“Oh, Julia, stop it!” Jamie grunted. “Yer always willin’ ta forgive everyone. Everyone but yerself. Other men misunderstand what a woman wants. Hell, I’ve done it myself with you a hundred times. But they don’t go tryin’ ta kidnap and violate her. Which was exactly what he was gonna do. He shot me in the back, Julia. That’s more than a misunderstandin’.”
Exhausted by his outburst, he leaned his head back on the pillow and closed his eyes with a strained sigh. Julia immediately jumped to her feet and rushed to his side.
“You need to take it easy, Jamie,” she chided him, pulling the blanket up to his shoulders and straightening it. “I’ll…. I’ll let you get some sleep.”
Jamie’s eyes snapped open again at the way she said the last and he looked into her eyes and knew, knew to his bones that she was running away again. He reached out and snatched one of her hands with his.
“What the hell are ya plannin’ this time, darlin’?”
“Don’t lie ta me, Julia,” he warned grimly, then softened his look with a lopsided smile up into her face. “Ya were never any good at it, anyway.”
She pulled free of his grasp and walked over to the window by the door, staring out into the swirling morning snow. She couldn’t look at him when she told him. “I… I’m leaving in the spring.”
“Iowa State College offered me a teaching position before I left. I’ve decided I’m going to take it.” She managed to get the words out without breaking into the tears she could feel battering at her from the inside out.
“But… why?” Jamie said so softly she could barely hear him, sounding almost like a wounded little boy.
“Look at yourself, Jamie. That’s what I do to people,” she huffed, using anger to control her emotions as she turned to face him. “Look at Carl, headed for prison. Because of me.” She kept rolling in her tirade, right over Jamie’s partially voiced objection. “Because I’m Indian. Well, that’s something that’ll never change. It doesn’t matter how smart I am, how educated I am. It doesn’t matter what I wear or how I talk or if I know which fork to use at the dinner table. I am, always have been and always will be, nothing but a Red Savage in the world’s eyes. My presence just paints a bright red target on you and everyone else in this family. And I won’t be responsible for that! ….. I… can’t.”
“Julia Wiggle Girl Cross, you get over here right now or I’m getting’ up off this bed and comin’ after ya,” Jamie grunted, feeling his own ire rise to match hers. Struggling he began trying to push himself up to do just as he’d threatened and Julia rushed to his side
“Don’t! You can’t put weight on that leg yet! Pa hasn’t finished splinting it!” she scolded him. “That’s just a green splint for now. You can’t get up until he comes back and fixes it proper so you can walk on crutches in a few days.”
“Well?” Lou whispered. “What are they sayin’?” She stood with the rest of the family just outside the door. The two in the infirmary had never even noticed her departure.
“They’re still arguin’ over whether she should go teach at Iowa State,” Kid answered, his ear pressed to the door.
“Teach? At Iowa State?” Buck asked, his brow wrinkled in confusion. “Did she say anythin’ ‘bout that to you?” he asked Dawn Star.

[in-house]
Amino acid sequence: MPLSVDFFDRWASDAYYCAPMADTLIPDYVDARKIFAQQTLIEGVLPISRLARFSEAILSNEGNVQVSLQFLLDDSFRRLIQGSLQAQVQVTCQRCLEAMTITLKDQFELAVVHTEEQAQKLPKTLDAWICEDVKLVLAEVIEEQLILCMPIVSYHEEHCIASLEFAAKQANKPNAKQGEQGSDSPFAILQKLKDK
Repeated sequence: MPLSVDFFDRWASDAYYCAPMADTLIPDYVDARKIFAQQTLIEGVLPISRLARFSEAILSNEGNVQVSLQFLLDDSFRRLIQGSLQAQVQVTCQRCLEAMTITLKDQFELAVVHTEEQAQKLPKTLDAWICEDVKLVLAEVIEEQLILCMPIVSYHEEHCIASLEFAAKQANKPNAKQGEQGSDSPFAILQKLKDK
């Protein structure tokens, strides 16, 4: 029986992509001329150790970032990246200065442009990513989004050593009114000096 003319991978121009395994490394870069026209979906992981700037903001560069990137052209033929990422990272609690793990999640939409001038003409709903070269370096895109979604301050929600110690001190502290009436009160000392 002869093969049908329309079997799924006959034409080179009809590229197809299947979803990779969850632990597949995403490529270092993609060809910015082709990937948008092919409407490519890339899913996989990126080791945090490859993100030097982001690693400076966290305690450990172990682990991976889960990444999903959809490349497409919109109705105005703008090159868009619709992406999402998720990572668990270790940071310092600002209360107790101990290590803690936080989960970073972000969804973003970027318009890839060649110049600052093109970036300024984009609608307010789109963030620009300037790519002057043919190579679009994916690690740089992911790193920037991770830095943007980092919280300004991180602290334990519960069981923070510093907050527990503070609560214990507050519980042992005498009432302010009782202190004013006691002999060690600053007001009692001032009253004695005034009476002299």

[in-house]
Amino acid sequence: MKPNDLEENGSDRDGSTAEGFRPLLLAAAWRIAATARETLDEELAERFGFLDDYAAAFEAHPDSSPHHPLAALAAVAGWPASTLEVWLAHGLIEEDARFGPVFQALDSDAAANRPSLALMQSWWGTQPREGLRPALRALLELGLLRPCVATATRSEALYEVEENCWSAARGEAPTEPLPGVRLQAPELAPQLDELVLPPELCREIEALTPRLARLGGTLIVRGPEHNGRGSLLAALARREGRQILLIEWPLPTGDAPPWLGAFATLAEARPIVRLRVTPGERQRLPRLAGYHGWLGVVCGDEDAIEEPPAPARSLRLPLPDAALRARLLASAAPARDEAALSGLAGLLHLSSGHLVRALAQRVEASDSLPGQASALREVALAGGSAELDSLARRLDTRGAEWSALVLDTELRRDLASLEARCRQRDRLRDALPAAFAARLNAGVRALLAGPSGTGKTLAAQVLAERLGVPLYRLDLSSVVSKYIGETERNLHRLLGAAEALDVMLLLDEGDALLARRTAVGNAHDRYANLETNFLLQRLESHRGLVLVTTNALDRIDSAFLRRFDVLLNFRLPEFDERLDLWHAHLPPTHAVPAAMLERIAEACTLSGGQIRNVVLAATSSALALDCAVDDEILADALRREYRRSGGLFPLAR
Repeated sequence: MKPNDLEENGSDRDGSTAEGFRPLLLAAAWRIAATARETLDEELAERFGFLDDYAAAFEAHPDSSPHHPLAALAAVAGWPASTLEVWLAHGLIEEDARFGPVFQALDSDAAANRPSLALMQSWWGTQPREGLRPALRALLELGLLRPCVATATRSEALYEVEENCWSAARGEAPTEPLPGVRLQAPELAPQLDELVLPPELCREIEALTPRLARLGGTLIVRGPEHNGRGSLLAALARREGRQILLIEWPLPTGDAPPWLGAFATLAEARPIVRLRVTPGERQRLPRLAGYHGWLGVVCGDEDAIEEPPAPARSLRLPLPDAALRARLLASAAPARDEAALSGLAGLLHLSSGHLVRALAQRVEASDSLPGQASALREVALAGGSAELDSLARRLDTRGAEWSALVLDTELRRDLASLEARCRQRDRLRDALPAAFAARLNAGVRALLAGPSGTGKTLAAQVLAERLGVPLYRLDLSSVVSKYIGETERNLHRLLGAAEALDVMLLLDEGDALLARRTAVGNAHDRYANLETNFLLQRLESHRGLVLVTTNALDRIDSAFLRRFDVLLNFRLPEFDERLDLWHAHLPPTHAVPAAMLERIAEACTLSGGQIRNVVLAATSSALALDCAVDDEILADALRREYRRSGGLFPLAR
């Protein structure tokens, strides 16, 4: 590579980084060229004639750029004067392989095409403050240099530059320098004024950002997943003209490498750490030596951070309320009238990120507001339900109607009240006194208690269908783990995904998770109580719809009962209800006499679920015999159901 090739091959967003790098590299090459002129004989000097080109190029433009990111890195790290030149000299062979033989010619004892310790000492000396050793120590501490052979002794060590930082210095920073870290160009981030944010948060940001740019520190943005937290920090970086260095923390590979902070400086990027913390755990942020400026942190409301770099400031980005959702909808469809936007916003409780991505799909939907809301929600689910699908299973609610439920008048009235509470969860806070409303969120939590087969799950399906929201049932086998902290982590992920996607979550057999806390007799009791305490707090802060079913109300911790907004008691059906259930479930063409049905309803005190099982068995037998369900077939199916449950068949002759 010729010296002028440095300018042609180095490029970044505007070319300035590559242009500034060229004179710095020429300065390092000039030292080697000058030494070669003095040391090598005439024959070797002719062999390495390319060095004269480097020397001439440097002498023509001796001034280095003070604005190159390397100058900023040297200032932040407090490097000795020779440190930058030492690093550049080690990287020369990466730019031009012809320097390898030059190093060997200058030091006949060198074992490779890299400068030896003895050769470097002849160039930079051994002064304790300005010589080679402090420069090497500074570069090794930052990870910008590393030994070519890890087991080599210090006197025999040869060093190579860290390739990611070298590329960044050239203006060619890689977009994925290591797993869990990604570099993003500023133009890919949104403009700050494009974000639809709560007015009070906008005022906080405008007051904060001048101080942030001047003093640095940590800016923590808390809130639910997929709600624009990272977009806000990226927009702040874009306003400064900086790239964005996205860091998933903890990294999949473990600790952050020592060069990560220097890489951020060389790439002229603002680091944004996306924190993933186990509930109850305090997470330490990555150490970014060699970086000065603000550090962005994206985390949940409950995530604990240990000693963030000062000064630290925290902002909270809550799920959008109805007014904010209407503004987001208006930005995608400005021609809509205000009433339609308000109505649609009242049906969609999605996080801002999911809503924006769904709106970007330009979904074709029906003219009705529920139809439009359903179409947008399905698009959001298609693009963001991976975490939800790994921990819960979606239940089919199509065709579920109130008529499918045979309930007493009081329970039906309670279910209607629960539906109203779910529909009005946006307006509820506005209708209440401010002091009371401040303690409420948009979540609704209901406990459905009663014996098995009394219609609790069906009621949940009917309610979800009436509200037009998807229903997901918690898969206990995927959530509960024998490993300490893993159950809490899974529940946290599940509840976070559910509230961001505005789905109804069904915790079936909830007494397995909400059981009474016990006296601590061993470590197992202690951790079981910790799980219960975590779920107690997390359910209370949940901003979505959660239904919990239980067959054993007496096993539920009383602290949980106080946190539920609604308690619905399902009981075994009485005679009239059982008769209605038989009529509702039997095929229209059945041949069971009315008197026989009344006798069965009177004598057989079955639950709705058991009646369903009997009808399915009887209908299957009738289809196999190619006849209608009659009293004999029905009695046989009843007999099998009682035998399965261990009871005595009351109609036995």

“No,” she said, shaking her head. “Not a word.”
“Hush! I can’t hear what they’re sayin’ with y’all natterin’ on,” Kid hissed, waving a shushing hand at the rest of their combined families crowded behind him.
“Then don’t leave,” Jamie smiled triumphantly as he grabbed both her hands and pulled her up against him. “Cause every time ya do, I’m just goin’ ta get up and follow. No matter how far, no matter how often. Bum leg bedamned.”
Julia stared at him, her eyes filling with tears.
“What…. what are you saying, Jamie,” she whispered hoarsely.
“I’m sayin’ that I love ya, you fool woman,” he answered, pulling her even closer and smashing his mouth against hers, letting go of one of her hands so he could reach up and press her head closer to his.
Julia lost herself in the power of his ardor. The feel of his lips hungrily searching hers, the pounding of his heart pressed so tightly to hers, the strength of his hands as he held her to him, as if afraid she’d leave, all sent her pulse skittering sideways and froze her lungs in mid-breath.
It was passion with an edge and it could only last for so long. Eventually he pulled back and collapsed on the pillow behind him, as if he’d used up all his strength.
“Do ya understand now? If ya gotta go back ta Iowa State ta teach, I’m comin’ with ya. If ya try runnin’ back ta live with yer Ma’s folks, I’ll follow ya. I let my own stubborn pride come between us enough. No more.” Smiling, he reached up and gently cupped her cheek in one hand. “You’re mine.”
Tears of relief and love started escaping from the corners of her eyes.
“Alright,” she hiccuped, smiling mischievously at him. “But only if you marry me first.”
His eyes widened at her unexpected words. He opened his mouth to respond, but she pressed a finger to his lips, silencing him before he said a word.
“You don’t really think, after a kiss like that, things would stay platonic between us, do you?”
“Lord, I hope not,” he breathed, pulling her down on top of him as he pressed his lips to hers once again.
The duo was so caught up in each other they didn’t hear the cheers and whistles from the crowd gathered outside the infirmary door.